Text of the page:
FROM THE BLOG

Riots Over British Gold At the 1920 Antwerp Olympics

It was an amazing Summer for Team GB at the recent 2016 Olympics in Brazil with Britain winning 65 medals, of which 27 were gold, and beating China. Our athletes cemented a place in the heart of all Brits and Team GB left Rio on a cloud of euphoria. Apart from a few competing nations getting upset over our tally of medals, there was huge congratulations all around for the Brits on their amazing success.

Now imagine this is 1920, we’re at the Antwerp Olympics and our British Water polo team has just beaten Belgium to the gold medal. Instead of admitting defeat, being happy with a Silver and congratulating us in the sporting spirit of the games, the Belgians have erupted and started a riot. Soldiers in full riot gear with bayonets and swords have entered the games to control both the angry athletes and spectators who are now smashing up seats. The royal family are quickly ushered out of the stadium.

This is exactly what happened during the climax of this unhappy games and my grandfather, Lieutenant Edward Gordon Gedge, who won a bronze medal while competing for Britain in the Modern Pentathalon at the Games, told this story to the New Zealand Herald in 1986.

The British Modern Pentathlon Team in the 1920 Olympics. 
That’s my grandfather, Lieutenant Edward Gordon Gedge MC (Royal Artillery), sitting on the floor.

My grandfather described how on the day of the match, he and a friend and climbed to the top of the diving tower to watch the water polo.

“Already there was the great United States swimmer Duke Kahanamoku, also from Hawaii, seeking a good view and a little Belgium ready to raise the flag of the winning country, ” he said. “Britain won and a riot among the disappointed Belgiums erupted. They smashed up seats and the royal family were hushed away. The police could not control the situation and soldiers clad in full riot kit with rifles and bayonets were brought in. But some of them were pushed into the pool (which was apparently a huge moat around the Olympic venue) and they sank like stones.  We dragged some out, but there were drownings.”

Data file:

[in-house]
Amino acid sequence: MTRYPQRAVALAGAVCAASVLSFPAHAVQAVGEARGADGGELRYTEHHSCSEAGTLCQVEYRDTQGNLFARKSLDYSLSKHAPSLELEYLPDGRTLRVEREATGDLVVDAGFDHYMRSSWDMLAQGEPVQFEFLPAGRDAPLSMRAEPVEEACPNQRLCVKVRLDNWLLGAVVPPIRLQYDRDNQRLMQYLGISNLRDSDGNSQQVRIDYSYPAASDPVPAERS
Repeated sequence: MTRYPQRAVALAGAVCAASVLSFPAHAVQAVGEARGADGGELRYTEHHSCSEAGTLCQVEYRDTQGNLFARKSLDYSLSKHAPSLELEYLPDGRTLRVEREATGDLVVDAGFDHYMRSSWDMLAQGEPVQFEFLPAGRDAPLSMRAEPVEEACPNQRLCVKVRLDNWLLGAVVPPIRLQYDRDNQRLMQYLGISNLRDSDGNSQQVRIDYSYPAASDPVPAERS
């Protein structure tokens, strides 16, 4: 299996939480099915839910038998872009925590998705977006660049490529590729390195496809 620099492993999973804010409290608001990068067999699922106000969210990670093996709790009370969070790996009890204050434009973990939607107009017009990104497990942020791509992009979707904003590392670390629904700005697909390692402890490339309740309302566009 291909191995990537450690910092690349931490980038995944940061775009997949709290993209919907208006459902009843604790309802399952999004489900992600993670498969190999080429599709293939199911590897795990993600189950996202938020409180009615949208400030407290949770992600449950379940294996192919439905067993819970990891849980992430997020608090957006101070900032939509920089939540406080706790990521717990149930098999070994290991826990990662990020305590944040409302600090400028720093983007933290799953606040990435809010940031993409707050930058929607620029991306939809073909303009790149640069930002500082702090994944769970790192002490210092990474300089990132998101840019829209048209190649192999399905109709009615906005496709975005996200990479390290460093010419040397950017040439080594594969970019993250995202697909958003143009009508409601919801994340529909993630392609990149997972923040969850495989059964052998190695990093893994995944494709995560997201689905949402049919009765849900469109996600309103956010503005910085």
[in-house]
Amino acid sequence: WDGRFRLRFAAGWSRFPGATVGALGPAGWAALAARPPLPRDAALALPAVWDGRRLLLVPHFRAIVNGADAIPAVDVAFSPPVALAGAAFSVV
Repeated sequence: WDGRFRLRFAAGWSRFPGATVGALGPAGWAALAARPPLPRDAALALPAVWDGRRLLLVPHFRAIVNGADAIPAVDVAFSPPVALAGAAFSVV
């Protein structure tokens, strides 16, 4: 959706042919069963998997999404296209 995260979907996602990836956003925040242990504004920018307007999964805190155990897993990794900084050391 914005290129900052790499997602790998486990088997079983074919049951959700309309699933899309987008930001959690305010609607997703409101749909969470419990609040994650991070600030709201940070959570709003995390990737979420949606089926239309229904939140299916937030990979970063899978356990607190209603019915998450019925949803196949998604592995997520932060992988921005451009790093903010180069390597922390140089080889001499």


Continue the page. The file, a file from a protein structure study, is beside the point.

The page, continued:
Duke Kahanamoku also found himself in the pool. After a scuffle with the little Belgian who refused to raise the British flag, the Olympic star attempted to raise the flag himself. But the mast broke and the Hawaiian fell into the pool amid a very confusing scene.

Water Polo at Antwerp 1920

My grandfather retired from the Royal Artillery in 1920. He died in 1991 at the age of 94 after an incredible life that saw him grow up in Egypt as a companion of the royal children, win a Bronze olympic medial at Antwerp and receive a Military Cross in the first world war for bravery.  He was also the first Wing Commander at Ohakea Air Force Base in New Zealand and a first rate horse riding instructor.

About the Modern Pentathalon

Modern Pentathalon celebrates 100 years at the London Olympics 2012 this year.  The sport first appeared at the Stockholm 1912 Olympic Games, while the women’s competition made its debut at Sydney 2000. The competition involves swimming, show jumping on an unfamiliar horse, a 3km run and shooting.

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7 Jul-12 Sep 1920: Duke Paoa Kahanamoku (Lane #5) of the USA preparing to start a race in a Swimming event at the 1920 Olympic Games in Antwerp, Belgium. Kahanamoku won gold medals in the 100 Metres Freestyle and the 4 x 200 Metres Freestyle events. Mandatory Credit: IOC Olympic Museum /Allsport
7 Jul-12 Sep 1920: Duke Paoa Kahanamoku (Lane #5) of the USA preparing to start a race in a Swimming event at the 1920 Olympic Games in Antwerp, Belgium. Kahanamoku won gold medals in the 100 Metres Freestyle and the 4 x 200 Metres Freestyle events. Mandatory Credit: IOC Olympic Museum /Allsport
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1 comment

  1. We are distant relatives. I would be interested to learn more about your Gedge ancestors. John Gedge [Lancaster, England]

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